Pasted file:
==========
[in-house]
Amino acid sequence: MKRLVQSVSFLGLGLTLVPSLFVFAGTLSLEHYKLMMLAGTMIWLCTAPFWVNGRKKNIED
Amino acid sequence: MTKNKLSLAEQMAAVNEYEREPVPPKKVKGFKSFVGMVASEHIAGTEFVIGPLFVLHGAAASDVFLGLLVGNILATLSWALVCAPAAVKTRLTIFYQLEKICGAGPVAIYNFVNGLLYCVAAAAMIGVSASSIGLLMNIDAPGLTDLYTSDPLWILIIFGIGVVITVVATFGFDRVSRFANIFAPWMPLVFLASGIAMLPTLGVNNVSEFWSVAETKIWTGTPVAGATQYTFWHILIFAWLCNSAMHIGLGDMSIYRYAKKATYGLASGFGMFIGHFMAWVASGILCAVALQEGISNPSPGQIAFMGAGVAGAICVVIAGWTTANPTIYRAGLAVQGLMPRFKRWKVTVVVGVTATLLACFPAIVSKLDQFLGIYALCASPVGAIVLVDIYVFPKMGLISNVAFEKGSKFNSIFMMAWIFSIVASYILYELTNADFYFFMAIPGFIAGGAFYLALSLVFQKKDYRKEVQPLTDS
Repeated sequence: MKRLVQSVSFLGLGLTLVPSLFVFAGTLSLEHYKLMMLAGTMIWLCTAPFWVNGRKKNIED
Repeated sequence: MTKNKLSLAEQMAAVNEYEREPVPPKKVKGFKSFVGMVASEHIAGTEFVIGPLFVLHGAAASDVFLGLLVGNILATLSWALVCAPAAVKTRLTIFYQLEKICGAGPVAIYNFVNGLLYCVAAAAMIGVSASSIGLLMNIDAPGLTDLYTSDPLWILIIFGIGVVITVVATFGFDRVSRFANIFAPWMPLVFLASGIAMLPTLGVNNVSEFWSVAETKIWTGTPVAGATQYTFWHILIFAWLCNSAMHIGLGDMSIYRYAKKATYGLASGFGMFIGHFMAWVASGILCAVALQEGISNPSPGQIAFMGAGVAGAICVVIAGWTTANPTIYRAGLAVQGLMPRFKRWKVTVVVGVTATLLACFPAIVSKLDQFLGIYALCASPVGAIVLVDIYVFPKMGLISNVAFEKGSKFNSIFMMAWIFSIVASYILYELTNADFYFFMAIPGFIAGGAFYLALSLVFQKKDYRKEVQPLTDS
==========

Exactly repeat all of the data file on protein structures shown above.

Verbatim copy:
[in-house]
Amino acid sequence: MKRLVQSVSFLGLGLTLVPSLFVFAGTLSLEHYKLMMLAGTMIWLCTAPFWVNGRKKNIED
Amino acid sequence: MTKNKLSLAEQMAAVNEYEREPVPPKKVKGFKSFVGMVASEHIAGTEFVIGPLFVLHGAAASDVFLGLLVGNILATLSWALVCAPAAVKTRLTIFYQLEKICGAGPVAIYNFVNGLLYCVAAAAMIGVSASSIGLLMNIDAPGLTDLYTSDPLWILIIFGIGVVITVVATFGFDRVSRFANIFAPWMPLVFLASGIAMLPTLGVNNVSEFWSVAETKIWTGTPVAGATQYTFWHILIFAWLCNSAMHIGLGDMSIYRYAKKATYGLASGFGMFIGHFMAWVASGILCAVALQEGISNPSPGQIAFMGAGVAGAICVVIAGWTTANPTIYRAGLAVQGLMPRFKRWKVTVVVGVTATLLACFPAIVSKLDQFLGIYALCASPVGAIVLVDIYVFPKMGLISNVAFEKGSKFNSIFMMAWIFSIVASYILYELTNADFYFFMAIPGFIAGGAFYLALSLVFQKKDYRKEVQPLTDS
Repeated sequence: MKRLVQSVSFLGLGLTLVPSLFVFAGTLSLEHYKLMMLAGTMIWLCTAPFWVNGRKKNIED
Repeated sequence: MTKNKLSLAEQMAAVNEYEREPVPPKKVKGFKSFVGMVASEHIAGTEFVIGPLFVLHGAAASDVFLGLLVGNILATLSWALVCAPAAVKTRLTIFYQLEKICGAGPVAIYNFVNGLLYCVAAAAMIGVSASSIGLLMNIDAPGLTDLYTSDPLWILIIFGIGVVITVVATFGFDRVSRFANIFAPWMPLVFLASGIAMLPTLGVNNVSEFWSVAETKIWTGTPVAGATQYTFWHILIFAWLCNSAMHIGLGDMSIYRYAKKATYGLASGFGMFIGHFMAWVASGILCAVALQEGISNPSPGQIAFMGAGVAGAICVVIAGWTTANPTIYRAGLAVQGLMPRFKRWKVTVVVGVTATLLACFPAIVSKLDQFLGIYALCASPVGAIVLVDIYVFPKMGLISNVAFEKGSKFNSIFMMAWIFSIVASYILYELTNADFYFFMAIPGFIAGGAFYLALSLVFQKKDYRKEVQPLTDS